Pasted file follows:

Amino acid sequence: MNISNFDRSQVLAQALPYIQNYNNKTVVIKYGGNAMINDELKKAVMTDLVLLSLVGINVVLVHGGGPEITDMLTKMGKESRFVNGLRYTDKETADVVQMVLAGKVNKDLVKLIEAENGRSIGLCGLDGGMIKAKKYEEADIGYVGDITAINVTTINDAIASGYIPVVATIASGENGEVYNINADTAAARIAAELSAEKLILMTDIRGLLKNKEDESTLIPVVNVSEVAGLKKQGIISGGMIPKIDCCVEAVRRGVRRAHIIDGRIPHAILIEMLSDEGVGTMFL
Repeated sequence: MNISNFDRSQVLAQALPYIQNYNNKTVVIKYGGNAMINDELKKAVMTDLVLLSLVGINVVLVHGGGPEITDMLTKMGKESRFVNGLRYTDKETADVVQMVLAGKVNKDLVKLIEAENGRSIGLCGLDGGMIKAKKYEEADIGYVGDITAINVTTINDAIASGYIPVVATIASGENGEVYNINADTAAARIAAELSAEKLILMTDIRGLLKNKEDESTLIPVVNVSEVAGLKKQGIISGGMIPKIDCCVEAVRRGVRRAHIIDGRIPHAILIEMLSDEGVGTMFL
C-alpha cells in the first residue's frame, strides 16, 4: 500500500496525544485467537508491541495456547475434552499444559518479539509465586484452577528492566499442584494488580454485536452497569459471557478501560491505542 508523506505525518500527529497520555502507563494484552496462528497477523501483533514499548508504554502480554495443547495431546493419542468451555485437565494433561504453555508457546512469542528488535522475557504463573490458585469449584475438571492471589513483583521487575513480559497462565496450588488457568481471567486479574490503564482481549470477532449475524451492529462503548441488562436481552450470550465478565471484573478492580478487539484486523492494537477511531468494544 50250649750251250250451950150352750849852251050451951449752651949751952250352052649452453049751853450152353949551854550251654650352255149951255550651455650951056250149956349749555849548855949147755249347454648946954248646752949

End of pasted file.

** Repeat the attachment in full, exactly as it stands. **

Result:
Amino acid sequence: MNISNFDRSQVLAQALPYIQNYNNKTVVIKYGGNAMINDELKKAVMTDLVLLSLVGINVVLVHGGGPEITDMLTKMGKESRFVNGLRYTDKETADVVQMVLAGKVNKDLVKLIEAENGRSIGLCGLDGGMIKAKKYEEADIGYVGDITAINVTTINDAIASGYIPVVATIASGENGEVYNINADTAAARIAAELSAEKLILMTDIRGLLKNKEDESTLIPVVNVSEVAGLKKQGIISGGMIPKIDCCVEAVRRGVRRAHIIDGRIPHAILIEMLSDEGVGTMFL
Repeated sequence: MNISNFDRSQVLAQALPYIQNYNNKTVVIKYGGNAMINDELKKAVMTDLVLLSLVGINVVLVHGGGPEITDMLTKMGKESRFVNGLRYTDKETADVVQMVLAGKVNKDLVKLIEAENGRSIGLCGLDGGMIKAKKYEEADIGYVGDITAINVTTINDAIASGYIPVVATIASGENGEVYNINADTAAARIAAELSAEKLILMTDIRGLLKNKEDESTLIPVVNVSEVAGLKKQGIISGGMIPKIDCCVEAVRRGVRRAHIIDGRIPHAILIEMLSDEGVGTMFL
C-alpha cells in the first residue's frame, strides 16, 4: 500500500496525544485467537508491541495456547475434552499444559518479539509465586484452577528492566499442584494488580454485536452497569459471557478501560491505542 508523506505525518500527529497520555502507563494484552496462528497477523501483533514499548508504554502480554495443547495431546493419542468451555485437565494433561504453555508457546512469542528488535522475557504463573490458585469449584475438571492471589513483583521487575513480559497462565496450588488457568481471567486479574490503564482481549470477532449475524451492529462503548441488562436481552450470550465478565471484573478492580478487539484486523492494537477511531468494544 50250649750251250250451950150352750849852251050451951449752651949751952250352052649452453049751853450152353949551854550251654650352255149951255550651455650951056250149956349749555849548855949147755249347454648946954248646752949